The recent transfer of Argentina starlet Carlos Tevez from Boca Juniors to Brazilian side Corinthians received precious little coverage in England. These days, if a story does involve a war of words between Alex Ferguson and Arsene Wenger, the British media is not interested. Yet the Tevez deal was one of the most important developments in the transfer market since the Bosman ruling a decade ago.
That Boca Juniors should instead sell Tevez to a Brazilian side was extraordinary. That the Brazilian side in question was Corinthians, deep in debt and without success in recent years, was even more extraordinary still.
Corinthians were able to sign Tevez for £11.5milion, a record deal between South American clubs, thanks to an unprecedented investment from a mysterious London-based company called Media Sports Investments (MSI). Little is known about MSI, suffice to say that they are fronted by Kia Joorabchian, an Iranian who holds a series of directorships in the UK, including a car business named Medway Motors.
Joorabchian has no previous connection with football, though he once did business with Russian oligarch Boris Berezovsky, the former partner of Roman Abramovich.
Joorabchian refuses to reveal the identity of MSI's backers, though given the sums of money involved, it appears that the company is being backed by an Abramovich-style investor. For his part Abramovich's people deny their man is behind MSI. However, many people in South America suspect otherwise. Late last year, Abramovich's yacht was seen in Buenos Aires harbour.
Sources in South America have told World Soccer of meetings between Chelsea officials and their counterparts at Boca and River Plate. Abramovich's spin doctor suggested to World Soccer that the yacht might have been there for re-fuelling en route for another destination. But if that was the case, why book a mooring for 20 nights?
The growing suspicion in South America is that Abramovich is trying to build a global network of satellite clubs where he can "park" players before moving them on to Chelsea at a time convenient to Chelsea rather than the original selling club.
The links with Abramovich seem to be springing up all over the place.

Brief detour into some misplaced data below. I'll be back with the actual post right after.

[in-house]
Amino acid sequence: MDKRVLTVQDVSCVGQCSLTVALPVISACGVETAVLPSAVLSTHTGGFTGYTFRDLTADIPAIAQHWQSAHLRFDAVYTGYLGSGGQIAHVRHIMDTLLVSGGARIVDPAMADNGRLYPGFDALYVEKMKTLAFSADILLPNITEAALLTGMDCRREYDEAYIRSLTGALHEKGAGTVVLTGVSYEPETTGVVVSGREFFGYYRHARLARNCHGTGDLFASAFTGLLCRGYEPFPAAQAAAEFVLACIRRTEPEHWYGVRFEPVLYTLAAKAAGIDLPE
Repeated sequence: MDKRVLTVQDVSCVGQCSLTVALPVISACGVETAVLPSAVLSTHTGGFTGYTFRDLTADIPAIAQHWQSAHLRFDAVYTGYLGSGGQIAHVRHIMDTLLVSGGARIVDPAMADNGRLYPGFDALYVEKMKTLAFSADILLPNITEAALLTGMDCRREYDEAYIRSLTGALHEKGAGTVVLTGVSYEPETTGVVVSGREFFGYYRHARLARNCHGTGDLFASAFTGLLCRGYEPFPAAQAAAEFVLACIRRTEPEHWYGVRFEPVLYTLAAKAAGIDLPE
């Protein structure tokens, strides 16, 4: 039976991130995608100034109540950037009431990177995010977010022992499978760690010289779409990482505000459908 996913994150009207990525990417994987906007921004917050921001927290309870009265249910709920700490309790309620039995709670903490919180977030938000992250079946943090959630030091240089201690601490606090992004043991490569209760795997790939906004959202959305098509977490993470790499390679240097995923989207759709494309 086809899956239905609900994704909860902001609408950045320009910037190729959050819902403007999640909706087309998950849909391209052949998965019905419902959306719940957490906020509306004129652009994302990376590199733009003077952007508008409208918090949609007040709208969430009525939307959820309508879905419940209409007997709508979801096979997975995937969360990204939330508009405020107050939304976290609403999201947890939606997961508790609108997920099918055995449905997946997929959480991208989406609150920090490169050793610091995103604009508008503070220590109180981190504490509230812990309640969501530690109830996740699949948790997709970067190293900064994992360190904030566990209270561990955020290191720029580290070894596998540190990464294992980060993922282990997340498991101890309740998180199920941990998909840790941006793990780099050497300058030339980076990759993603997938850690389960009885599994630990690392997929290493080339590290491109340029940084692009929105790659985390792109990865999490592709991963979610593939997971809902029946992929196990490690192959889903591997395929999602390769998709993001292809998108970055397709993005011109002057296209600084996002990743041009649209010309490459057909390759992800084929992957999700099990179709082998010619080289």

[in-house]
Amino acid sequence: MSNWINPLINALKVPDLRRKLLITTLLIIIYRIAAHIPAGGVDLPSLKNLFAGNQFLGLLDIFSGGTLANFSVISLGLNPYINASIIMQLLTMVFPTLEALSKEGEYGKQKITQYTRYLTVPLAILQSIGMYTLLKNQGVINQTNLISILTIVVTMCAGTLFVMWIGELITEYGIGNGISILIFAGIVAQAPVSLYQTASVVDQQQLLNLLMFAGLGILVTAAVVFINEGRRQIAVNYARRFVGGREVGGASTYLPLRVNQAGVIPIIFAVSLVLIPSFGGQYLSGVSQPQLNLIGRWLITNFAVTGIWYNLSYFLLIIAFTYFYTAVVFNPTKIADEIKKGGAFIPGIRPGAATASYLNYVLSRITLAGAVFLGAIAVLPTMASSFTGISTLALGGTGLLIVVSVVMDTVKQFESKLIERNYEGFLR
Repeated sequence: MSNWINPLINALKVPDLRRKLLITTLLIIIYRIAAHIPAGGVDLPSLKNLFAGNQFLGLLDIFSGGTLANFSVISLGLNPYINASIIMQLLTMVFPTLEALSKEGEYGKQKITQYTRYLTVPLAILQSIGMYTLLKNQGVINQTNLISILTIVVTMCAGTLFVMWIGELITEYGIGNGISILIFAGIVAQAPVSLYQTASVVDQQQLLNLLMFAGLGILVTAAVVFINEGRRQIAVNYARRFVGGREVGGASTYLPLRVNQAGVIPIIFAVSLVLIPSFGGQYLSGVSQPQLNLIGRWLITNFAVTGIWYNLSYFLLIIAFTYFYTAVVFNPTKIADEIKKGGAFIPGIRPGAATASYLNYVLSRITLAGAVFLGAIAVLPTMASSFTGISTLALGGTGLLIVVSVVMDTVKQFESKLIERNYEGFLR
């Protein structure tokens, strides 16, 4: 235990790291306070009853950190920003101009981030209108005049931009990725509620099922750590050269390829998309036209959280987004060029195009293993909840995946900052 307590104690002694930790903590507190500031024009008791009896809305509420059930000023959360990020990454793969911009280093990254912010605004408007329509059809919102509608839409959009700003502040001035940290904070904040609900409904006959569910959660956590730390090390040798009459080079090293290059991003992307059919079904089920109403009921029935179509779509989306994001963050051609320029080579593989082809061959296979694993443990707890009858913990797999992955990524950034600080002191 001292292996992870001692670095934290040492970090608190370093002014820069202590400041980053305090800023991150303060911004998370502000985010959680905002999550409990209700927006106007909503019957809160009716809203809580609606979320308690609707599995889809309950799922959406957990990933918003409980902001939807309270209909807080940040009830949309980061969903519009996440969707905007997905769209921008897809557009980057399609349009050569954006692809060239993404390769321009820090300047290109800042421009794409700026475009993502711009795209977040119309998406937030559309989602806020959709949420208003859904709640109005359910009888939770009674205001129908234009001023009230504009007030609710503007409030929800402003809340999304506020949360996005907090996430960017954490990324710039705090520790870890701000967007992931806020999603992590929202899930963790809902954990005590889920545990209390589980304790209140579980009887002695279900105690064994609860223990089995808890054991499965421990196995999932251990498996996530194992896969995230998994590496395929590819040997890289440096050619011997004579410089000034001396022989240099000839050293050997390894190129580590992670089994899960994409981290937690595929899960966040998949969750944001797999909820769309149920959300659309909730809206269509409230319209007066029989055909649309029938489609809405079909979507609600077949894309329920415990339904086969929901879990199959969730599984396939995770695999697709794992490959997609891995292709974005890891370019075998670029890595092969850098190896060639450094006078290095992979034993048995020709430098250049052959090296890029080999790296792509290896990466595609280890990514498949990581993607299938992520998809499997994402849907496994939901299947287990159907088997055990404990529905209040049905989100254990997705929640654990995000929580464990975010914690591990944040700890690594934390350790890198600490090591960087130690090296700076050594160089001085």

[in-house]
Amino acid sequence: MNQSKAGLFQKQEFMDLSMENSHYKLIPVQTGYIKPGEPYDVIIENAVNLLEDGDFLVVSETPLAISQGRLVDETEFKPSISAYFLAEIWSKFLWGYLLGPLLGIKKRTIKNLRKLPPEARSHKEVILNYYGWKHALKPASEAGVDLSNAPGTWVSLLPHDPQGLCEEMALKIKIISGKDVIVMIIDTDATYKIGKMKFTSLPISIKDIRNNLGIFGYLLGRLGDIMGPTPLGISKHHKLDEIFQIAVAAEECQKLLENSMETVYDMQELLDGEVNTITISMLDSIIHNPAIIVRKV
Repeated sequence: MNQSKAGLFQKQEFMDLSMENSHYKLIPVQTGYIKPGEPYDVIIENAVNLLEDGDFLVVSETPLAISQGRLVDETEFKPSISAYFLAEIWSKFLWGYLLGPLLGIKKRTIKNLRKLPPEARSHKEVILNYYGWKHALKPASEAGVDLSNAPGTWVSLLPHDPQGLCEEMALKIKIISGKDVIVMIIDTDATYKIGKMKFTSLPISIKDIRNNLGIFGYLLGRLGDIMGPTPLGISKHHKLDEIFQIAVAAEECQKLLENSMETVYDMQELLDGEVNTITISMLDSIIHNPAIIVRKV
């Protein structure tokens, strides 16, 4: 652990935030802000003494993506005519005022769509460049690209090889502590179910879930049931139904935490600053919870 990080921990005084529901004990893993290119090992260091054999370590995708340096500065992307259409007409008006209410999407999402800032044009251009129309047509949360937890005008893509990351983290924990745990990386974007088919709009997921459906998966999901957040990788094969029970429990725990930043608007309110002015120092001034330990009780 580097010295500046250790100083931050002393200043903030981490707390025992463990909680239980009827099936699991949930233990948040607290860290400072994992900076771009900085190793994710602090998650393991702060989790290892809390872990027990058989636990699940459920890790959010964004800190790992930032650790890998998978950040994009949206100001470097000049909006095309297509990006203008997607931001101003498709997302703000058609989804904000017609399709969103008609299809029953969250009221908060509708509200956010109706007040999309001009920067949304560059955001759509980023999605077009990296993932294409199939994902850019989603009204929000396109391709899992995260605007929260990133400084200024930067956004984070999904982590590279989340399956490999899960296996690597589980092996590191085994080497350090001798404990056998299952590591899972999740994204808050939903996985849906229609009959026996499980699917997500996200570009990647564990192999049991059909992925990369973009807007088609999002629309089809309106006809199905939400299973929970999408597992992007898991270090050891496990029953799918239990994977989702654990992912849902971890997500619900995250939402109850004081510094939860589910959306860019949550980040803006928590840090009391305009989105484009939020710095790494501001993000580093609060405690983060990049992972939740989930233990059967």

Recently Feyenoord president Jorien Van den Herik revealed that Abramovich had tried to invest in the Dutch club. Abramovich already has well-publicised links with CSKA Moscow, who are sponsored by Abramovich's oil company Sibneft to the tune of £30million. Recently Czech midfielder Jiri Jirosik moved to Chelsea from CSKA, though he seemed unsure whether the deal was permanent or just a temporary loan. He also revealed that CSKA players regularly joke that CSKA is Chelsea's reserve side.
Porto, another club with close links to Chelsea, recently sold Brazilian forward Carlos Alberto to Corinthians, who in turn have been in negotiations to buy the much-coveted Brazilian striker Wagner Love from…CSKA.
Abramovich is still refusing to speak to the media about Chelsea and his football interests, though his spin doctor has been at pains to stress that there is no link between Abramovich and MSI. However all the circumstantial evidence appears to suggest that the globe-trotting billionaire has been a very busy boy recently.
Meanwhile, the silence from football's authorities has been defeaning. UEFA
investigated CSKA and Chelsea and found no evidence that Abramovich is the owner of both clubs. But given that their investigation amounted to little more than a few phone calls asking CSKA if Abramovich was their owner, that is hardly surprising.
Over the coming years we are going to see increasing moves from Europe's richest clubs to buy up clubs in South America and other continents. Chelsea, it appears, are leading the way with this new imperialism. By doing so, they are trying to control the global transfer market, allowing them to sign whoever they want, whenever they want.
The indifference of the game's authorities to these developments suggests that Chelsea and Roman Abramovich will take some stopping.